It’s important to remember to avoid the perils of taking a one-size-fits-all approach to IT. Not all users are the same. In any business there’s a mix of front line, back office, full time, remote, and part-time employees as well as contractors, all of whom are different ages and of varying levels of experience. They don’t all need the same solution; for one thing they rarely have the same set of installed applications on the same hardware. Everyone uses different tools to stay productive and engaged. It’s important to spend time doing user research on your own organization, much like a development team researching an application’s users. IT departments need to find what employees need to do, what they need to deliver, and then support them in how they want to work.
Supporting work requires reaching outside the traditional IT departmental responsibilities. A modern approach to work must consider elements like the office environment, interactions between users and the overall workflow, as well as the tools they need for their job. It’s an approach that requires treating users as individuals, not cogs, grasping their strengths and weaknesses in a way that enables the business to make effective use of their skills, and using a new generation of tooling to monitor and prioritize their digital experiences.
Making the shift to becoming a proactive IT organisation requires a new set of tools and processes. Much like the way that modern development uses a continuous integration/continuous delivery pipeline, it needs an analytical listening approach to working with employees. That can include everything from involving users in the application design process, where their role as stakeholders is made explicit, to stepping outside the business environment completely to see what’s being said on employee-driven review sites like Glassdoor.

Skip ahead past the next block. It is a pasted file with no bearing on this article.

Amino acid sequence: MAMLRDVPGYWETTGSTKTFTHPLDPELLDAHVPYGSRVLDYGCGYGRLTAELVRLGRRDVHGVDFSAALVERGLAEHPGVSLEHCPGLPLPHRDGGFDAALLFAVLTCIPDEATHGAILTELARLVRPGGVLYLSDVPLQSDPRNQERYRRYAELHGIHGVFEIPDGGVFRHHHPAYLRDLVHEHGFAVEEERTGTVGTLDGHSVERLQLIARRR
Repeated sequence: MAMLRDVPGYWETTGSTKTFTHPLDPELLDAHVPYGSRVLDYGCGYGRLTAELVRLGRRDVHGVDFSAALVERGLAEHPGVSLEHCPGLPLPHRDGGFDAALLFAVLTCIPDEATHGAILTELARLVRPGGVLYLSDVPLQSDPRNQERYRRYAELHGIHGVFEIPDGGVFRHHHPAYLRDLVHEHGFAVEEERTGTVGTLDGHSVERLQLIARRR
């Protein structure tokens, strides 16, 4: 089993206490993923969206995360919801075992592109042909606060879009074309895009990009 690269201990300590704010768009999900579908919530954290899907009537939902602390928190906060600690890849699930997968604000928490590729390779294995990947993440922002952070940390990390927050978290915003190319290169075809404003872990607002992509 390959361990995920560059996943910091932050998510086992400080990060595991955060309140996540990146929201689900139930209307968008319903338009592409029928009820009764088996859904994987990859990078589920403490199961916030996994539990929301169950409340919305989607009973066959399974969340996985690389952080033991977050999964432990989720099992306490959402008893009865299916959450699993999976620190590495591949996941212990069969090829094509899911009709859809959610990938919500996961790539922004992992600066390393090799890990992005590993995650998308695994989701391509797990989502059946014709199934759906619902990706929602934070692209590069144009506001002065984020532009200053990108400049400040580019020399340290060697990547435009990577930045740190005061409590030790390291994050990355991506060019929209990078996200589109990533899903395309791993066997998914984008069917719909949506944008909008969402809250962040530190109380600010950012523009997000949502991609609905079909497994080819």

Developers have tools that help gather requirements and bug reports. IT departments need something similar, with a focus on informal channels that can surface minor issues that might not otherwise be reported. That’s where digital experience management tools come in. IT needs metrics to know what it can change, and to show that those changes have the effects you want.
Business success depends as much on its people and culture as it does on tools and technologies. By changing to a collaborative approach, the experience IT delivers and supports can make the people happier and the culture better, all adding up to delivering better outcomes for the business.
About the Author:
Born on the Channel Island of Jersey, Simon Bisson moved to the UK to attend the University of Bath where he studied electrical and electronic engineering. Since then a varied career has included being part of the team building the world’s first solid state 30KW HF radio transmitter, writing electromagnetic modelling software for railguns, and testing the first ADSL equipment in the UK. He also built one the UK’s first national ISPs, before spending several years developing architectures for large online services for many major brands. For the last decade he’s been a freelance writer, specialising in enterprise technologies and development. He works with his wife and writing partner Mary Branscombe from a small house in south west London, or from anywhere there’s a Wi-Fi signal and a place for a laptop.